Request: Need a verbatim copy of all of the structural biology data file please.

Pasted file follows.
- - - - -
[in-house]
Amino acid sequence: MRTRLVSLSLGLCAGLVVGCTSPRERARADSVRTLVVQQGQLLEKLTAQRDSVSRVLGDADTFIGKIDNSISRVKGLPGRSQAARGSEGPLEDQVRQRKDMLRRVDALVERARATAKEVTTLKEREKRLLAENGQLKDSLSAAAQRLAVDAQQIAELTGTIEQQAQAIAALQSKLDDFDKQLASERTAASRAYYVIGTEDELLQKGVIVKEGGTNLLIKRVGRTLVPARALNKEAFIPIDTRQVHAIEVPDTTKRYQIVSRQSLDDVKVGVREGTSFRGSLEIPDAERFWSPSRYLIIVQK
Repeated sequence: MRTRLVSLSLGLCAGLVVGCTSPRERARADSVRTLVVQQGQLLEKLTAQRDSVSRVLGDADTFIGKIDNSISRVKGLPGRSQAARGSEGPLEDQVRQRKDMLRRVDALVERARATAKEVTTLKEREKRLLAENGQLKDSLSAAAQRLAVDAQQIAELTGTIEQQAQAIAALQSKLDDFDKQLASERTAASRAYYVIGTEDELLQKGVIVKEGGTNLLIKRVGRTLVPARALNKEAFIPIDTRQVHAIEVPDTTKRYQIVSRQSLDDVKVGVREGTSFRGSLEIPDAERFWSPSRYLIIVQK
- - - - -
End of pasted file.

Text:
[in-house]
Amino acid sequence: MRTRLVSLSLGLCAGLVVGCTSPRERARADSVRTLVVQQGQLLEKLTAQRDSVSRVLGDADTFIGKIDNSISRVKGLPGRSQAARGSEGPLEDQVRQRKDMLRRVDALVERARATAKEVTTLKEREKRLLAENGQLKDSLSAAAQRLAVDAQQIAELTGTIEQQAQAIAALQSKLDDFDKQLASERTAASRAYYVIGTEDELLQKGVIVKEGGTNLLIKRVGRTLVPARALNKEAFIPIDTRQVHAIEVPDTTKRYQIVSRQSLDDVKVGVREGTSFRGSLEIPDAERFWSPSRYLIIVQK
Repeated sequence: MRTRLVSLSLGLCAGLVVGCTSPRERARADSVRTLVVQQGQLLEKLTAQRDSVSRVLGDADTFIGKIDNSISRVKGLPGRSQAARGSEGPLEDQVRQRKDMLRRVDALVERARATAKEVTTLKEREKRLLAENGQLKDSLSAAAQRLAVDAQQIAELTGTIEQQAQAIAALQSKLDDFDKQLASERTAASRAYYVIGTEDELLQKGVIVKEGGTNLLIKRVGRTLVPARALNKEAFIPIDTRQVHAIEVPDTTKRYQIVSRQSLDDVKVGVREGTSFRGSLEIPDAERFWSPSRYLIIVQK